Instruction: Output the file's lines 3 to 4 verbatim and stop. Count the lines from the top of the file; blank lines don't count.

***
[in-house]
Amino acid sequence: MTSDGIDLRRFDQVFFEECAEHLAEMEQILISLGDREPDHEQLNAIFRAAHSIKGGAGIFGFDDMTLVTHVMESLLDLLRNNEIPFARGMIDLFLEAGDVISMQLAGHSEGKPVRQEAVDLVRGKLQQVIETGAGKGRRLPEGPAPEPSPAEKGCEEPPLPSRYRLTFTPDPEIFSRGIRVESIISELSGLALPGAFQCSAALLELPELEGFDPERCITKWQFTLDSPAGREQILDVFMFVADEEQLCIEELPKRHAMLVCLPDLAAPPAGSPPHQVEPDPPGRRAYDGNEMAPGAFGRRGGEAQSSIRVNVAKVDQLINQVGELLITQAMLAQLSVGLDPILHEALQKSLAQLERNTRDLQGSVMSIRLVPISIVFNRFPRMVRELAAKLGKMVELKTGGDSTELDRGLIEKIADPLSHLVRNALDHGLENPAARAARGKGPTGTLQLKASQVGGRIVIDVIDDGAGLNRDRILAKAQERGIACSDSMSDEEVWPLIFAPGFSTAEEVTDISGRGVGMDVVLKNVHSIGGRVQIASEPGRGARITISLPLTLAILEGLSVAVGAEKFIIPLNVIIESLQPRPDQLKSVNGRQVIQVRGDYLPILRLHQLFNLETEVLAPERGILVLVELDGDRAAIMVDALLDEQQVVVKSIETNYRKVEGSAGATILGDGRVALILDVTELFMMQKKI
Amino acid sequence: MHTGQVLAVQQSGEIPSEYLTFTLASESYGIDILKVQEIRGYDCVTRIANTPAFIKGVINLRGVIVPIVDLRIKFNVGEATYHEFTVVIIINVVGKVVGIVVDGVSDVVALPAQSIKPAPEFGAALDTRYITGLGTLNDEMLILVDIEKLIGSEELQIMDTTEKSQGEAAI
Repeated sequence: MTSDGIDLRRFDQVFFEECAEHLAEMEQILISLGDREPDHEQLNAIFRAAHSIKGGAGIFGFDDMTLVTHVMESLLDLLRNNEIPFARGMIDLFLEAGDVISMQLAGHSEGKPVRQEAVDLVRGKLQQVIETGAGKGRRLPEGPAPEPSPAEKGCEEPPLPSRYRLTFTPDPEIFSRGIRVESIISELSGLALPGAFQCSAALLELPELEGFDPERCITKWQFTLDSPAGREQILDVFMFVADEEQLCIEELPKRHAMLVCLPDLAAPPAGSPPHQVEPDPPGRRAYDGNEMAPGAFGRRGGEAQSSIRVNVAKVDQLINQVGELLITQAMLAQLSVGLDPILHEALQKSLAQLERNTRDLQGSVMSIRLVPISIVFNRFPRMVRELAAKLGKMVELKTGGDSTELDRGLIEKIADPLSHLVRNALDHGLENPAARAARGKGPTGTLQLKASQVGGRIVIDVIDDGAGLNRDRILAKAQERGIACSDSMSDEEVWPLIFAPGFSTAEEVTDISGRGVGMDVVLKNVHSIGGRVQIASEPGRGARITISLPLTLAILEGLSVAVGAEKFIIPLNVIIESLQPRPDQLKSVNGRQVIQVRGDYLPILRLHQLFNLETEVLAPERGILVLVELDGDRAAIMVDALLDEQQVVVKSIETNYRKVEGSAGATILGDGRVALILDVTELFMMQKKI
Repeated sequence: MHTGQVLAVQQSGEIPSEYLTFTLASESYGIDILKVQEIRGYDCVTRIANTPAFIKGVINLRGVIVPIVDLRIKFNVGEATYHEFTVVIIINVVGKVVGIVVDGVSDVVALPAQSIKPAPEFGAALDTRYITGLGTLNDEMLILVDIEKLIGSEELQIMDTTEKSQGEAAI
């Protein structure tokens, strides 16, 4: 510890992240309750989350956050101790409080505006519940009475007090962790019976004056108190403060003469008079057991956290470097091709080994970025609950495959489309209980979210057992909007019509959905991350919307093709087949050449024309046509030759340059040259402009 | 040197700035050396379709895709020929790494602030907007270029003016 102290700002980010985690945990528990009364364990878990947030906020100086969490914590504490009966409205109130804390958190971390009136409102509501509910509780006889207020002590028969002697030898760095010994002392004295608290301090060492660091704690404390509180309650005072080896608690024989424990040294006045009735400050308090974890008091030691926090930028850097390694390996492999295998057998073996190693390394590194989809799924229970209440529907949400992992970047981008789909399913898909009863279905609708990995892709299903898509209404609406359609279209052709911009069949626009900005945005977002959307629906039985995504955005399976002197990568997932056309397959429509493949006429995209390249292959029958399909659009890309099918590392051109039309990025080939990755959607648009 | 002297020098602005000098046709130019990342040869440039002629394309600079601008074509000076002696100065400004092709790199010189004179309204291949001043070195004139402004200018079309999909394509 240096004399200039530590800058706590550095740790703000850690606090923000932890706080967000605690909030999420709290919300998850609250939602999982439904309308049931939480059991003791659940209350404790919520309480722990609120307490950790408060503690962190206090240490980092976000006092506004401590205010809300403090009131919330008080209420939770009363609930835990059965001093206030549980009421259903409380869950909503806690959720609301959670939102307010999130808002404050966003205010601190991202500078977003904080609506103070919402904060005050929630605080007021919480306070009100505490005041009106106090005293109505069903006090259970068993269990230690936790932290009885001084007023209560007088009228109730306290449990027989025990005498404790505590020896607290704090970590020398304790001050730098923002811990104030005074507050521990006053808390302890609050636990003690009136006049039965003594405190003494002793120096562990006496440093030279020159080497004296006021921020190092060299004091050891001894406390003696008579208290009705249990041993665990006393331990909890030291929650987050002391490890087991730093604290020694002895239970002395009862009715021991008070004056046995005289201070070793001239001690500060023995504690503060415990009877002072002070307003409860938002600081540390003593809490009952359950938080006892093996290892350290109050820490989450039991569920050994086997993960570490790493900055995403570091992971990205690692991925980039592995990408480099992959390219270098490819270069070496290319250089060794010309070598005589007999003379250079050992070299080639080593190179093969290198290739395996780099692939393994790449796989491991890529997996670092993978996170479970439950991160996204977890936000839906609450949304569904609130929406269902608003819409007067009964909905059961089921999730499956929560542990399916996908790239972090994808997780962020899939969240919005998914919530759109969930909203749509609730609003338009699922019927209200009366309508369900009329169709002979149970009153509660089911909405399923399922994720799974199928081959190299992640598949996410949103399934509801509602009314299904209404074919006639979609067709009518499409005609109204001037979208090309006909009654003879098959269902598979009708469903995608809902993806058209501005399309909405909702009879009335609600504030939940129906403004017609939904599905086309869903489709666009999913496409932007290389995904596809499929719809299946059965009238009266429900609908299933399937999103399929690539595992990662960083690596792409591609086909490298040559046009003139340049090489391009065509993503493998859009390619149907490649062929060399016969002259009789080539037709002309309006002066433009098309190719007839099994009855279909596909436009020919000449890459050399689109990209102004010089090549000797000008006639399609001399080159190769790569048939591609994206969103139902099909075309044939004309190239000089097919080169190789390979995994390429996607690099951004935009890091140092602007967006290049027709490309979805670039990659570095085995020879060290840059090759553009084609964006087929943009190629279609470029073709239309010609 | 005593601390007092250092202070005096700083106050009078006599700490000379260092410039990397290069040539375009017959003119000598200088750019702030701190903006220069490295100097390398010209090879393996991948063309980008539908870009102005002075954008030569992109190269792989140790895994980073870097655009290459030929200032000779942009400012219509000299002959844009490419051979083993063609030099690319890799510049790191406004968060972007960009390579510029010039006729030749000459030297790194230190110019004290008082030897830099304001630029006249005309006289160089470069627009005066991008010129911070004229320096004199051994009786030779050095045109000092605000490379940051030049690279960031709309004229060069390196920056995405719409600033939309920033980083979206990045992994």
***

Amino acid sequence: MHTGQVLAVQQSGEIPSEYLTFTLASESYGIDILKVQEIRGYDCVTRIANTPAFIKGVINLRGVIVPIVDLRIKFNVGEATYHEFTVVIIINVVGKVVGIVVDGVSDVVALPAQSIKPAPEFGAALDTRYITGLGTLNDEMLILVDIEKLIGSEELQIMDTTEKSQGEAAI
Repeated sequence: MTSDGIDLRRFDQVFFEECAEHLAEMEQILISLGDREPDHEQLNAIFRAAHSIKGGAGIFGFDDMTLVTHVMESLLDLLRNNEIPFARGMIDLFLEAGDVISMQLAGHSEGKPVRQEAVDLVRGKLQQVIETGAGKGRRLPEGPAPEPSPAEKGCEEPPLPSRYRLTFTPDPEIFSRGIRVESIISELSGLALPGAFQCSAALLELPELEGFDPERCITKWQFTLDSPAGREQILDVFMFVADEEQLCIEELPKRHAMLVCLPDLAAPPAGSPPHQVEPDPPGRRAYDGNEMAPGAFGRRGGEAQSSIRVNVAKVDQLINQVGELLITQAMLAQLSVGLDPILHEALQKSLAQLERNTRDLQGSVMSIRLVPISIVFNRFPRMVRELAAKLGKMVELKTGGDSTELDRGLIEKIADPLSHLVRNALDHGLENPAARAARGKGPTGTLQLKASQVGGRIVIDVIDDGAGLNRDRILAKAQERGIACSDSMSDEEVWPLIFAPGFSTAEEVTDISGRGVGMDVVLKNVHSIGGRVQIASEPGRGARITISLPLTLAILEGLSVAVGAEKFIIPLNVIIESLQPRPDQLKSVNGRQVIQVRGDYLPILRLHQLFNLETEVLAPERGILVLVELDGDRAAIMVDALLDEQQVVVKSIETNYRKVEGSAGATILGDGRVALILDVTELFMMQKKI